In the event of an overload, the scissor lift notifies the operator by sounding an alarm sequence and indicator lamp in the platform and ground controls. The scissor lift then disables all drive functionality, all steer functionality and prevents further elevation until the overload state is clear.  

In the event of an emergency, a manual descent system or the ground control station may also be used to rescue an elevated and incapacitated operator. 

Calibration

Scissor lifts with a load sensing system require periodic recalibration due to wear or component failure. During a routine service interval, when a sensor fails or when a machine fails to pass an annual inspection, a technician must perform an LSS calibration so the system can learn the machine’s new mechanical characteristics.

During a calibration, most scissor lifts will require the operator to load the platform with weights to maximum platform capacity. The control system then uses both pressure and height to generate a dynamic pressure calibration curve which can be used to determine if an overload condition exists. 

With zero load technology, or empty deck calibration, the process typically requires only a diagnostic tool, without the need for platform weights. After successfully completing an empty deck calibration, the machine will return to an operable state. 

Diagnostics
In the case of an overload situation occurring, to remove the overload condition and resume normal operation, the operator must remove weight from the platform until the overload condition no longer exists or a technician may have to repair the machine. Both the platform and ground visual indicators will display when overload is active in addition to when the platform is no longer over capacity.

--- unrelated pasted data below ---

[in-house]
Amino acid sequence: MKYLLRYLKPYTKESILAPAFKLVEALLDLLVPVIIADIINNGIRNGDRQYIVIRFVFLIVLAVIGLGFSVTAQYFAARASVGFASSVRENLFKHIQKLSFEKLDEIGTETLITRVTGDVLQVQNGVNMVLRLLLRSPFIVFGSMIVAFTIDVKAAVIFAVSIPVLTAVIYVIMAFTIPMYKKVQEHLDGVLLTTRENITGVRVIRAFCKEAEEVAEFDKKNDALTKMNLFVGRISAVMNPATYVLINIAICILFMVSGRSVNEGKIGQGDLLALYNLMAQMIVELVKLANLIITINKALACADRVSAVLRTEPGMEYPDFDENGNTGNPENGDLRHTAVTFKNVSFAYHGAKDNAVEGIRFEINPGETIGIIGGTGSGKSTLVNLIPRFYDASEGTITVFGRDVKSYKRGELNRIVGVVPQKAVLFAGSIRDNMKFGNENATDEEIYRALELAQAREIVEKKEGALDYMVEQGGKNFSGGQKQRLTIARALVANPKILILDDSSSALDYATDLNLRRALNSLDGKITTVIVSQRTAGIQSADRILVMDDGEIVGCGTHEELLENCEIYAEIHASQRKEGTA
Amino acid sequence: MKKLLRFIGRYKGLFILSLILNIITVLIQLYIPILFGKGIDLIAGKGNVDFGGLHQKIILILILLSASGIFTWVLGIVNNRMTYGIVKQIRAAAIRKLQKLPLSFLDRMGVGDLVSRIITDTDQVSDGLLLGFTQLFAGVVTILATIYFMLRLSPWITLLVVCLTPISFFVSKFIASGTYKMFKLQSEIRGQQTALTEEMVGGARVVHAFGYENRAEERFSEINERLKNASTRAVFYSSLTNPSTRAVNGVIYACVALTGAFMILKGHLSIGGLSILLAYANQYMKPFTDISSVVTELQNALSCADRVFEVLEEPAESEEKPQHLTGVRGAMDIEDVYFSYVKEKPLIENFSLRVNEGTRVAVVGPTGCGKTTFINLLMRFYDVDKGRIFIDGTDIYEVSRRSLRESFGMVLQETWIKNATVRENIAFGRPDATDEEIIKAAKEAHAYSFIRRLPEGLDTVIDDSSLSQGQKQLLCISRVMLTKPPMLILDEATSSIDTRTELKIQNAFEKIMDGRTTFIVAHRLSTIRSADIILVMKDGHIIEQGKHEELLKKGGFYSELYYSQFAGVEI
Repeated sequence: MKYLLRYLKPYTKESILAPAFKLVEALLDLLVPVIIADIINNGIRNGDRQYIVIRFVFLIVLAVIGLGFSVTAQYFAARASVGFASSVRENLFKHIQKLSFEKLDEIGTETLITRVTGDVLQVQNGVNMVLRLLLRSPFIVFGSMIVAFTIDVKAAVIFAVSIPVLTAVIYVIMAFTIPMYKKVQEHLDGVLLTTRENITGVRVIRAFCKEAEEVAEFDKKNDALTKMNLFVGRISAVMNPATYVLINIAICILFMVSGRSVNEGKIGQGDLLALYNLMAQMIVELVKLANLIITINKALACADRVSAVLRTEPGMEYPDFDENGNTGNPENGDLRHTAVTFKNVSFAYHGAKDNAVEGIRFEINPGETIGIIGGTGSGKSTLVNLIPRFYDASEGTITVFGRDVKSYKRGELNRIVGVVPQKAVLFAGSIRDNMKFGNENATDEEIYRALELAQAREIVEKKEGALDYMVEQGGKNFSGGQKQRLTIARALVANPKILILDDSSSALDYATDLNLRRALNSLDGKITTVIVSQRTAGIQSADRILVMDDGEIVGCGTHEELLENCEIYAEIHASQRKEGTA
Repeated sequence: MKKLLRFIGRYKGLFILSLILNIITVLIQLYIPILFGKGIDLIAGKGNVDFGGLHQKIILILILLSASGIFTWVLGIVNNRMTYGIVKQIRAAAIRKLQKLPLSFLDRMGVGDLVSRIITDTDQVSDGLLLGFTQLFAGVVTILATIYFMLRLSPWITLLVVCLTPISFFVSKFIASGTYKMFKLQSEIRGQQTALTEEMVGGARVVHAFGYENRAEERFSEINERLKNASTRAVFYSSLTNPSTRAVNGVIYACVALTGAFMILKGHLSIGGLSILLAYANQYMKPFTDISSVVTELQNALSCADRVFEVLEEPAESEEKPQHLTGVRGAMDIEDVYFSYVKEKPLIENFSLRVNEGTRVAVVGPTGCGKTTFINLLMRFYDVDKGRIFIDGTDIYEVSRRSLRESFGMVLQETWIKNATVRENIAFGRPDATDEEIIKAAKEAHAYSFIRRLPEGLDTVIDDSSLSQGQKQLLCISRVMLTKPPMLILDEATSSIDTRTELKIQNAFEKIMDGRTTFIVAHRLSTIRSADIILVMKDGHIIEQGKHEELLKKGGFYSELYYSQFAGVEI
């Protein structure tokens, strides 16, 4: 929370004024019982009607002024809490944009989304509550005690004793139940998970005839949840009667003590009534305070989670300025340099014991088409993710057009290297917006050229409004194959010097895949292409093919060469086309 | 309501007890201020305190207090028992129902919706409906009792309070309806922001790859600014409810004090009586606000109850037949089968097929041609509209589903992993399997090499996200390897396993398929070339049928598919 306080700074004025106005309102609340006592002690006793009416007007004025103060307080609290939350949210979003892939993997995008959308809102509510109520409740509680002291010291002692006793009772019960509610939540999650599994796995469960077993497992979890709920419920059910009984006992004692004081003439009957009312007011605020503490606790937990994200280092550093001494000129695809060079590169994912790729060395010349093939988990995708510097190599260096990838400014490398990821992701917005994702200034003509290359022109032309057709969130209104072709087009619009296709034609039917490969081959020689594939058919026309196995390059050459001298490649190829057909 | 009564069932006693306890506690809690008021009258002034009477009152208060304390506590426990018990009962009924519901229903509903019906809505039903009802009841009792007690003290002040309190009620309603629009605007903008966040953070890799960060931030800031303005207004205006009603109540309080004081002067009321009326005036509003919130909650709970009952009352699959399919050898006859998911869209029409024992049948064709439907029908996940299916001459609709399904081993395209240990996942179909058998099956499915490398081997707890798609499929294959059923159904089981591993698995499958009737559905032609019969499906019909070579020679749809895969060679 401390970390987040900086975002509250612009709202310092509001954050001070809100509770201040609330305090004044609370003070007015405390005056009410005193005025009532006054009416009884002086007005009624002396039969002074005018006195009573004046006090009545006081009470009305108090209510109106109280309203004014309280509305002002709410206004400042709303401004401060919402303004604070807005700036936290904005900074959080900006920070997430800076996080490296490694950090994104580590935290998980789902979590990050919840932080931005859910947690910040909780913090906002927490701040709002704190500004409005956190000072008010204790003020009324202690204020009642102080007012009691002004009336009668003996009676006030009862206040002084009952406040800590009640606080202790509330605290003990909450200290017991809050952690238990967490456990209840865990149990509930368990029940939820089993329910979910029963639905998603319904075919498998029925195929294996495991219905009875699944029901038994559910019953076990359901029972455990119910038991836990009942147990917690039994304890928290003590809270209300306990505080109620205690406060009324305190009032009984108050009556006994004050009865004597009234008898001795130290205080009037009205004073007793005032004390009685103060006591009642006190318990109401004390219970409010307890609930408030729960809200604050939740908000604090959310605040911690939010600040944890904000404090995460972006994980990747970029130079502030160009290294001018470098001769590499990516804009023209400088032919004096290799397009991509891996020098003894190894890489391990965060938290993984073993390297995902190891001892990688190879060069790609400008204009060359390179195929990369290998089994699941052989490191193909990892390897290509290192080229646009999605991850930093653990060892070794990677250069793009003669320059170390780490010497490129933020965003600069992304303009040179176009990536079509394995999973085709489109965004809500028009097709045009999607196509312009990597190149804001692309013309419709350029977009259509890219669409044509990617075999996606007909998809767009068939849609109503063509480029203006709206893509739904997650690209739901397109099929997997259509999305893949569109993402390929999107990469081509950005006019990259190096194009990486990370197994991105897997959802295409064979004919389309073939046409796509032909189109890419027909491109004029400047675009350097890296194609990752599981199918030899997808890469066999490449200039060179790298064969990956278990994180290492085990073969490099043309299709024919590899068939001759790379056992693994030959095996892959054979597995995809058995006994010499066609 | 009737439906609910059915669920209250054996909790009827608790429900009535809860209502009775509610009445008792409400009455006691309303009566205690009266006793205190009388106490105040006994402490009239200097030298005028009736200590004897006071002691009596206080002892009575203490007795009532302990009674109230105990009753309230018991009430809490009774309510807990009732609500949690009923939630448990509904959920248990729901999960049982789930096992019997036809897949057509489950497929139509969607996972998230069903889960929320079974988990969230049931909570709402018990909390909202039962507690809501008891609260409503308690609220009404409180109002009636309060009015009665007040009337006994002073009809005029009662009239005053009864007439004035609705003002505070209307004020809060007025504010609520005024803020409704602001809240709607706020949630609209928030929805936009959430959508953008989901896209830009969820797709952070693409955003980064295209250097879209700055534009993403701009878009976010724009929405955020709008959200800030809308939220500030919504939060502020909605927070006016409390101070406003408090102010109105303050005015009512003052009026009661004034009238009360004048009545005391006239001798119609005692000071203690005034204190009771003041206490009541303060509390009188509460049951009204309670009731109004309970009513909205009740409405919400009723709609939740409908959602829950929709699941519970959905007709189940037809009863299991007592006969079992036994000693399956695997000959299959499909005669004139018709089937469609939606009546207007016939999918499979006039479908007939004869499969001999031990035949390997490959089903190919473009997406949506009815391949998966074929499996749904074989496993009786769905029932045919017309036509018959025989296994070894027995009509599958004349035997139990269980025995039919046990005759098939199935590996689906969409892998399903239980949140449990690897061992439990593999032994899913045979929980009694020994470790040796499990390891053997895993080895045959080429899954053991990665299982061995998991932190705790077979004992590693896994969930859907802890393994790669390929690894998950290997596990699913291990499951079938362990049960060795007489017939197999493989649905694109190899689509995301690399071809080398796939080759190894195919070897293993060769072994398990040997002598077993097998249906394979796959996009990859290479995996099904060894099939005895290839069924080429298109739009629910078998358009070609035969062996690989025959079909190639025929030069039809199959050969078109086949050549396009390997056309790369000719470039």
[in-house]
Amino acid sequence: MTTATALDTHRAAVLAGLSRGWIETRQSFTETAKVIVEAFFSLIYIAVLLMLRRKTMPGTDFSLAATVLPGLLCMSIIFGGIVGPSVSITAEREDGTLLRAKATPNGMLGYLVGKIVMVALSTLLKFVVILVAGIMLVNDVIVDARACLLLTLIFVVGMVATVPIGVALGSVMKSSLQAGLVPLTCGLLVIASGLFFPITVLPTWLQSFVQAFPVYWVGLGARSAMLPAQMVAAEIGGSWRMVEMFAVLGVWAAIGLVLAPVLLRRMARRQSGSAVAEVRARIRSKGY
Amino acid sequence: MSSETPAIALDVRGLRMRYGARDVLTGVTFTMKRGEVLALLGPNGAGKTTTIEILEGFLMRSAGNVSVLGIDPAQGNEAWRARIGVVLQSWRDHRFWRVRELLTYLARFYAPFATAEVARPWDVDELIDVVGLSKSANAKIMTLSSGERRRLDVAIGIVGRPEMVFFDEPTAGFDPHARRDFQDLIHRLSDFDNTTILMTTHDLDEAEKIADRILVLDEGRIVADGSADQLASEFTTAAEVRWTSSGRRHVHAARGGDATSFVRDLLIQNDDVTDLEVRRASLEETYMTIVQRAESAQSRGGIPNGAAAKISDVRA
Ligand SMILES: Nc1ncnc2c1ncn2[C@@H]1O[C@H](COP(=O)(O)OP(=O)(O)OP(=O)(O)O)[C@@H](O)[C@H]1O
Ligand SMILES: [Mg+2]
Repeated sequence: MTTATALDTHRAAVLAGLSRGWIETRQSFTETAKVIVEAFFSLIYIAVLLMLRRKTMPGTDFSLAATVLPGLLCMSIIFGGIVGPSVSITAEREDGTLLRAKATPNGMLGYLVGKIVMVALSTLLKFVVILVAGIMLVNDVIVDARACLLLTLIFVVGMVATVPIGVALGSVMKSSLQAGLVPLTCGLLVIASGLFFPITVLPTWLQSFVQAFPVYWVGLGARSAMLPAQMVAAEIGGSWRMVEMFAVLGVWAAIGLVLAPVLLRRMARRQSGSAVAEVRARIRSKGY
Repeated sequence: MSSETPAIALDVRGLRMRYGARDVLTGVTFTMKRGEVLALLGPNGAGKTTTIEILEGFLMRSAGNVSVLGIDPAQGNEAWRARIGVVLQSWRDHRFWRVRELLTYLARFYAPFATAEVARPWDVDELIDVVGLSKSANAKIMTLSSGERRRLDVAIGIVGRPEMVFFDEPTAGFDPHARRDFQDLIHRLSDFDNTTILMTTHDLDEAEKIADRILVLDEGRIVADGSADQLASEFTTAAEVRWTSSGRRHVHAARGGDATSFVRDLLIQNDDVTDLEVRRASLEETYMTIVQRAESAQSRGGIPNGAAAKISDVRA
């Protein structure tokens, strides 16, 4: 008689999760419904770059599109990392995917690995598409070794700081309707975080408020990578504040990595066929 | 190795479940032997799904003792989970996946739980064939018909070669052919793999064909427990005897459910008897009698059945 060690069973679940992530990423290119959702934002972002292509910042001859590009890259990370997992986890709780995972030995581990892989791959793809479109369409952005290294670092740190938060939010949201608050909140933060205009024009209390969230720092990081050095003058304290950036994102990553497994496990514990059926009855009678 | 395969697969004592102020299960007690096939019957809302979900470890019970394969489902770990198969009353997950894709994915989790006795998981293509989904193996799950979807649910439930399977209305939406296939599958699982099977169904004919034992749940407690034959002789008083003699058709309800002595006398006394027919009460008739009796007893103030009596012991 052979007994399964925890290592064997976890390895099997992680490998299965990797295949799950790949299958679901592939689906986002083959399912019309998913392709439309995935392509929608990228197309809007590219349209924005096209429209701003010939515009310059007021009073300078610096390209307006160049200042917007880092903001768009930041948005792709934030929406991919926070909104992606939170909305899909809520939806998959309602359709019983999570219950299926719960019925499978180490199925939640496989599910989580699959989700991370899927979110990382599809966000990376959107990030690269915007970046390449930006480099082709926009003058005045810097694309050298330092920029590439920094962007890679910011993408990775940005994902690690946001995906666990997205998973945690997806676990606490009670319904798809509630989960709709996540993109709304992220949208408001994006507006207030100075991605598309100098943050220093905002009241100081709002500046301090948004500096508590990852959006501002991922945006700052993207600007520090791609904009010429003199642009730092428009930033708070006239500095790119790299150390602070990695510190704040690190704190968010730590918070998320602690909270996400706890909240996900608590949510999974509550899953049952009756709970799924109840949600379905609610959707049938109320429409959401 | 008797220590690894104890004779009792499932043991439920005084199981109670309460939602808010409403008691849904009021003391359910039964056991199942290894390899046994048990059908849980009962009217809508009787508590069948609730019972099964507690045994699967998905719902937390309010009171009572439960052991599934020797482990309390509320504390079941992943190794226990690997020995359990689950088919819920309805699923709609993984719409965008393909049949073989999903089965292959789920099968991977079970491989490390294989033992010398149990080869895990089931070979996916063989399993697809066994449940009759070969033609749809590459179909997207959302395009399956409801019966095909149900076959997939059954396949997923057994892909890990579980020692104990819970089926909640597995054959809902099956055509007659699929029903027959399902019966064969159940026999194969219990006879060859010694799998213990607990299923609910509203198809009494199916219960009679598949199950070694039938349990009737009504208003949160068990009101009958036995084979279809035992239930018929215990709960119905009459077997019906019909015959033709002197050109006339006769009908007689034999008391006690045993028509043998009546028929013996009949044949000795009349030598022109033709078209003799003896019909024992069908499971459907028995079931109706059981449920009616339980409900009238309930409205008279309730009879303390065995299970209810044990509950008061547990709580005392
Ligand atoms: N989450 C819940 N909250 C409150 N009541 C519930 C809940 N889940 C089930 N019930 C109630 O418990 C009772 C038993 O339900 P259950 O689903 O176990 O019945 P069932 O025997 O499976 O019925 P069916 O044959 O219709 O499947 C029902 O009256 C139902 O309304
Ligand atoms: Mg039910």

JLG’s scissor lift load sensing system
Today’s load sensing systems for JLG scissor lifts take all the lessons from prior systems and improve the calibration, functional and diagnostic performance of the machine. For example, JLG now uses a pressure transducer on the rod side of lift cylinders, in addition to the head side of the cylinder, in order to compensate for hydraulic fluid viscosity in low temperatures. The hydraulic cylinders also contain oil within the rod side of the barrel to lubricate the cylinder seals, reducing wear. As the rod extends, this fluid is displaced back to the main reservoir. When lifting down, the system diverts the fluid trapped on the barrel side of the cylinder through the remaining rod side cavity contained within the barrel. Any excess fluid escapes through the rod cavity and back to the reservoir. The weight of the platform provides the force needed to retract the cylinder.